Cape Town taxi route dispute remains unresolved

After two weeks of taxi violence in Cape Town, the situation has reportedly de-escalated. Daylin Mitchell, the provincial minister of transport, suspended the disputed route for two months from June 26. The violence has been caused by a fight between taxi associations operating on the Paarl to Cape Town route. Mediation between two “warring” taxi associations is currently underway


Disputes over taxi routes escalates violence in Cape Town

Taxi Association Rivalry in 2021

Mitchell said he took this extraordinary step of suspending the route for two month, to quell the violence between rival taxi associations. The dispute is between the Cape Amalgamated Taxi Association (CATA) and the Congress of Democratic Taxi Association (Codeta). So far 24 people have been killed and another 29 injured. There have been significant disruptions to public transport in the Metro South-East region, Mitchell said. 

Western Cape Minister of Community Safety, Albert Fritz, has urged the police to conduct thorough investigations into all taxi-related incidents of violence which have been reported in the province this year. In a statement released on June 28, Western Cape premier Alan Winde said there are currently no disruptions on the affected closed route. Winde confirmed the arbitration process between Cata and Codeta is currently ongoing.

Codeta spokesperson, Andile Khanyi also said the negotiations are continuing. Cata secretary-general Mandla Hermanus could not be reached for comment. 

Is this the first time taxi violence has flared? 

In August 2020, the same route was rocked by violence, resulting in the temporary closure of the Bellville terminus. The South African Police Service (SAPS) stated that the shootings were the result of taxi operators from various associations feuding over routes. The transport minister at the time, Bonginkosi Madikizela said route invasion is at the heart of taxi violence. 

The disputes arose in 2020 when an operating license was given to one operator years ago. Some of the affiliates of that association left and joined another. They left with their permits, and that is not allowed, Madikizela said. 

In September 2020, resolutions were unveiled by Madikizela to end taxi violence.  These resolutions were adopted between the minister of transport and public works and Cata and Codeta leadership. The resolutions stated the associations needed to “stop all hostilities against members and employees of each other’s associations”.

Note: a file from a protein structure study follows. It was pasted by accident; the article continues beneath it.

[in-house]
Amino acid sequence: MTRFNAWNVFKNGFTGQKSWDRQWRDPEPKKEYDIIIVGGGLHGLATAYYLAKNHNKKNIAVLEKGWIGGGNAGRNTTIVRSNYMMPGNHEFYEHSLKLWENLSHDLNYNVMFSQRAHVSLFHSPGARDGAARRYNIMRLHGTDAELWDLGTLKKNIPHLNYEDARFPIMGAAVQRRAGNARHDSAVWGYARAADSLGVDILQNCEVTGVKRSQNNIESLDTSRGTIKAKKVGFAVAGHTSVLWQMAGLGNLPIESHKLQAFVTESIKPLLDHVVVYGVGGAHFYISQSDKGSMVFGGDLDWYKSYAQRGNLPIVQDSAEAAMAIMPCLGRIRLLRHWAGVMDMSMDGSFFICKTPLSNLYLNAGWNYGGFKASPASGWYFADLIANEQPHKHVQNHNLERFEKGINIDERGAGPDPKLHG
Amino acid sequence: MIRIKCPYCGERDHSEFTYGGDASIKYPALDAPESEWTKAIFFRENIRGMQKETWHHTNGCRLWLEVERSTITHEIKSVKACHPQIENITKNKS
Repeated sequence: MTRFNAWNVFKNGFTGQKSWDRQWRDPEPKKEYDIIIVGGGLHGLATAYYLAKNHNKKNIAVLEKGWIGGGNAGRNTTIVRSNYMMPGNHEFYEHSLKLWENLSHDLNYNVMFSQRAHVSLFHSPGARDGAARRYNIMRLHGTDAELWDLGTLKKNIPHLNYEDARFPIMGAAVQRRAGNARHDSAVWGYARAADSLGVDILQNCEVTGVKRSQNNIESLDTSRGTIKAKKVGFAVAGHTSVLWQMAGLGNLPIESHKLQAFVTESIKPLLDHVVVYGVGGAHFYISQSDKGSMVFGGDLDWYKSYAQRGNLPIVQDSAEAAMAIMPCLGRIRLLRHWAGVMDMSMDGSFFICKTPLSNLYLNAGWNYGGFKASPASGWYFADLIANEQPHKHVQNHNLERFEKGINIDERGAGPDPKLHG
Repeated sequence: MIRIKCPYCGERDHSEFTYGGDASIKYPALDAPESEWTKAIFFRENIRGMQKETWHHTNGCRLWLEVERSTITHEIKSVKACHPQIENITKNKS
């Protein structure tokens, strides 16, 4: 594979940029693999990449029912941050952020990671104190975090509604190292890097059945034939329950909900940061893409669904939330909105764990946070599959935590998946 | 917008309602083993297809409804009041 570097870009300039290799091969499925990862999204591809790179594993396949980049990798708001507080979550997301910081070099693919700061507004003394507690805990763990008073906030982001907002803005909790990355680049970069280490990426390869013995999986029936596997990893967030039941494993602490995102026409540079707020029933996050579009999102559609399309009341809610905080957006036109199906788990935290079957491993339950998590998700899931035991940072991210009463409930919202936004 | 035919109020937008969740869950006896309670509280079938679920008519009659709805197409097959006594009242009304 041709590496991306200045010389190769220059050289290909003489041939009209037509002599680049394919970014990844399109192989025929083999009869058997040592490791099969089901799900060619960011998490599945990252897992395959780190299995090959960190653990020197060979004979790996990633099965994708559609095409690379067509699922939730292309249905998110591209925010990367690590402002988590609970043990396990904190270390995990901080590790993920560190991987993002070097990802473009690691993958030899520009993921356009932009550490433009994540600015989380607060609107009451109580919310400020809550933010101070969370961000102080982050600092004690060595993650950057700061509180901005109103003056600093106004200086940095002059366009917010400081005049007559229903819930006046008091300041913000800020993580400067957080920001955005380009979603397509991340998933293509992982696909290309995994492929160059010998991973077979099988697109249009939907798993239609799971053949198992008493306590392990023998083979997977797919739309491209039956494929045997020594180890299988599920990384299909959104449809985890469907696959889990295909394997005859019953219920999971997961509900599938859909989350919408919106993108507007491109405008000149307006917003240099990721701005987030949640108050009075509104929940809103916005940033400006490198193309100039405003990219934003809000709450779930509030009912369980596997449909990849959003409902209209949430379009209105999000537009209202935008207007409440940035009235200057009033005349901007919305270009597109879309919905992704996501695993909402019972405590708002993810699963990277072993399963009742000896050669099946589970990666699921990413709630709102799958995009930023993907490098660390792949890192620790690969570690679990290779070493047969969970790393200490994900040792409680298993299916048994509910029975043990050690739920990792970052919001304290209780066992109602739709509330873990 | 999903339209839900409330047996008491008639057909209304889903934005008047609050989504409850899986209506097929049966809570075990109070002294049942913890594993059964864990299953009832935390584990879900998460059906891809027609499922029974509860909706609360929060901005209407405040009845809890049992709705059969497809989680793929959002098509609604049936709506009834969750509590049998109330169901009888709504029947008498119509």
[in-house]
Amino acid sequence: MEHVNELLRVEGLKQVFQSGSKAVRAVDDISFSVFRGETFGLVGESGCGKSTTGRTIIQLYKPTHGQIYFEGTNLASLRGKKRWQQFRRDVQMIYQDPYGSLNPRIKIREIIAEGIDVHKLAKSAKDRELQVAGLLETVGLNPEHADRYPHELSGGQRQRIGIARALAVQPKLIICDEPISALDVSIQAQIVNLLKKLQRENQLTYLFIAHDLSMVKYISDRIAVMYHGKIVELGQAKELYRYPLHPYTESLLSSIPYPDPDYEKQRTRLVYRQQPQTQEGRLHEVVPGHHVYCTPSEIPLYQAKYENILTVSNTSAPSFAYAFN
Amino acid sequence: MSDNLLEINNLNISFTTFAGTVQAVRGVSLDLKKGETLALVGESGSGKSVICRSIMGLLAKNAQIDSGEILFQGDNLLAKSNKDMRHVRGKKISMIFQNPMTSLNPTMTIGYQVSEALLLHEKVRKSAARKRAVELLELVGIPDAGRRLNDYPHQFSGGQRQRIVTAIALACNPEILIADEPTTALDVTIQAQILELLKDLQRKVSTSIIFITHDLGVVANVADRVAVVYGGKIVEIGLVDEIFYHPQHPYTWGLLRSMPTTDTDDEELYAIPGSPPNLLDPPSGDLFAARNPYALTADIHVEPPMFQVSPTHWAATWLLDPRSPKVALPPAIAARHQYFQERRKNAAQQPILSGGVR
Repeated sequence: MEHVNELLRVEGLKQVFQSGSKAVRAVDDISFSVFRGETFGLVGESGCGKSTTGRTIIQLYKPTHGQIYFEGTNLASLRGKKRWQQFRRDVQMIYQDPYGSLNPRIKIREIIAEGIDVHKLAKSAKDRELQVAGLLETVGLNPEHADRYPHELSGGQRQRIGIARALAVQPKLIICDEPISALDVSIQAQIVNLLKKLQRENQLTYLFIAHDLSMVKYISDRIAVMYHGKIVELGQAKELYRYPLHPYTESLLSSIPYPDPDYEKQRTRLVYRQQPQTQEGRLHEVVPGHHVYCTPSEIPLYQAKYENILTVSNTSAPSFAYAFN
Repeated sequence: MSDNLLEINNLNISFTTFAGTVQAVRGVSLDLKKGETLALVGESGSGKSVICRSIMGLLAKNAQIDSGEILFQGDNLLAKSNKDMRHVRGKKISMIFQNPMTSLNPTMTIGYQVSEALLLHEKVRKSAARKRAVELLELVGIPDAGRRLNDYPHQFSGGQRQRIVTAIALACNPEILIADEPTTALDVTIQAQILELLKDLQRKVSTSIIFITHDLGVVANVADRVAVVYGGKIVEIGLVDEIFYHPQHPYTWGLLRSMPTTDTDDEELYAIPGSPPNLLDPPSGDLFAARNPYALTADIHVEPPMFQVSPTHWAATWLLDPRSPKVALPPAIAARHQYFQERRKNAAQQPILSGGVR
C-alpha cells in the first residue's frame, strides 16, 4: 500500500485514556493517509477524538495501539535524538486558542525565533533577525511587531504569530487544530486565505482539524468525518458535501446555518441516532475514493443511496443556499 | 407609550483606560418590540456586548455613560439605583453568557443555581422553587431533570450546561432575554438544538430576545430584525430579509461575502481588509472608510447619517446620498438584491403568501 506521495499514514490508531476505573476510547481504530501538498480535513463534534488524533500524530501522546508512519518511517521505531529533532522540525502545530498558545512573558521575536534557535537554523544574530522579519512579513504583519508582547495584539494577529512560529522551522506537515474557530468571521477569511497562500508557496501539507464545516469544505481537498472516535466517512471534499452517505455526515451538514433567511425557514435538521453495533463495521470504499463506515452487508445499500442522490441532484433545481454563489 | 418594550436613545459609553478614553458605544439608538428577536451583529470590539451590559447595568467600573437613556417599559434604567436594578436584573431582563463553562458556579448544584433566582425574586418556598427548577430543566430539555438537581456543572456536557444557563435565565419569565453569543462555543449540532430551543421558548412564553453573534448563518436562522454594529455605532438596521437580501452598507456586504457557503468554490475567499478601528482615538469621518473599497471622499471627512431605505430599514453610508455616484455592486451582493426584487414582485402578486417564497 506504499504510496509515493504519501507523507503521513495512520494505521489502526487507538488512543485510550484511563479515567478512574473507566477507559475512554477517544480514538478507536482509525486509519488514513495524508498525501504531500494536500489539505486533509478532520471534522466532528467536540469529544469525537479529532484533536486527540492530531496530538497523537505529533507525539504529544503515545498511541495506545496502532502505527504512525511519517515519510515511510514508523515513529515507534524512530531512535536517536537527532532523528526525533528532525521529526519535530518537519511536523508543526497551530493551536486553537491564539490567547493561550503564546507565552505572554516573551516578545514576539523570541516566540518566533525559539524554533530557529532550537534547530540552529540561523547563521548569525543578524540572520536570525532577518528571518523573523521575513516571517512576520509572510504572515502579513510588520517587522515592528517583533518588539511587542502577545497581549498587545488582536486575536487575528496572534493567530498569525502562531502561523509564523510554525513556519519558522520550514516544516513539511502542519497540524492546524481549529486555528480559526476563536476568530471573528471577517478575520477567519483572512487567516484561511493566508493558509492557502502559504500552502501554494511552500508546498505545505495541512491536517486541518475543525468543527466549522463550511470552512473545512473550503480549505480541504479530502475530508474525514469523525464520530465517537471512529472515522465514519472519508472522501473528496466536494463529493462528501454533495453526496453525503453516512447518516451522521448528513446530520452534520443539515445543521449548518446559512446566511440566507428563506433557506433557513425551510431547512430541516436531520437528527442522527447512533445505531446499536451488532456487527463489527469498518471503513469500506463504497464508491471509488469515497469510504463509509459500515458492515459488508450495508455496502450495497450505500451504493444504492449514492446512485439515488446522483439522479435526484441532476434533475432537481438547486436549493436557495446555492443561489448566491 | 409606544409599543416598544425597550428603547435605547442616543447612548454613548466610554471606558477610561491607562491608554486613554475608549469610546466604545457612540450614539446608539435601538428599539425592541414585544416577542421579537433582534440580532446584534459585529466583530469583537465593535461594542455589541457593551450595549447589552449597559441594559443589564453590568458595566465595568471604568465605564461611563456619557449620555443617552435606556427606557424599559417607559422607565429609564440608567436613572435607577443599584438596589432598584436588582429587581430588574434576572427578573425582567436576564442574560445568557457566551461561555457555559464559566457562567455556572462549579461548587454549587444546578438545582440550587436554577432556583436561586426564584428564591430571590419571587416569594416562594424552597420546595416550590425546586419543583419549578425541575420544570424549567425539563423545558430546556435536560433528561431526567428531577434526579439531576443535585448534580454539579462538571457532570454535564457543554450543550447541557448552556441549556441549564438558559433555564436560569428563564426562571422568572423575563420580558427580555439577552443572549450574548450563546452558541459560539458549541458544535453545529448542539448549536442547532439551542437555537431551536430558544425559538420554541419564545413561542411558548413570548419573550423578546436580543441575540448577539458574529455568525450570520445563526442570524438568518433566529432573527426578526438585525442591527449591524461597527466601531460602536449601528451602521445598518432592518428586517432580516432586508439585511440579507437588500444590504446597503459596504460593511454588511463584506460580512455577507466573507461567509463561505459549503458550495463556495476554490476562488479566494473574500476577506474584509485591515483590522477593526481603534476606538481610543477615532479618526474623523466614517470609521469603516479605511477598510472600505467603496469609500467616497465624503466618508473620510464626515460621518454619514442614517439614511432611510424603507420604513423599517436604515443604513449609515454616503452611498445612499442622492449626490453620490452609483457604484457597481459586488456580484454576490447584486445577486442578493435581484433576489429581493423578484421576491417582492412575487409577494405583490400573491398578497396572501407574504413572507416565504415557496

How has the violence affected commuters?

Hinrique Tobias, a commuter who relies on the suspended route and taxis to get to work, said he is deeply frustrated at the disruption. 

“This rivalry between the taxi associations is messing with my job. I do maintenance work and had to borrow a bakkie to get myself back and forth. What about all the other people who can’t borrow vehicles? This is madness and the violence needs to stop,” Tobias said. 

The suspension of the Paarl to Bellville route has affected other routes in Cape Town. 

Shamlin Hendricks, a logistics and courier worker from Manenberg said the violence and suspension of the route affects everyone on the Cape Flats. He says taxi wars are stressful, and there is never a real solution. 

“It even affected the buses. There are less buses on the road. I have to be up before 5 in the mornings and try to figure out a way to get to work all the way in Montague Gardens. I hope it gets better and is worked out soon. I have to ask people for lifts, and I am even hiking or walking as far as I can,” Hendricks said.  

Chantel Daniels is from Bontehewuel and travels to Bishop Lavis. Daniels said all of this has caught her off guard. She said when the violence started two weeks ago it has been a struggle to get work. The suspension has worsened the situation. 

“I struggle to get taxis in the morning. I had to take a bus to work now. The buses are not running regularly, and more people who usually take taxis, are relying on Golden Arrow. I am scared after the bus driver got shot. Violence can flare up at any time,” she said. 

Far-reaching impact 

Ilitha Labantu, an NPO, said learners have had many disruptions to their education during the pandemic, and the taxi violence has compromised their safety too. The taxi violence means many learners have to walk longer distances to school.

Featured image via Wikicommons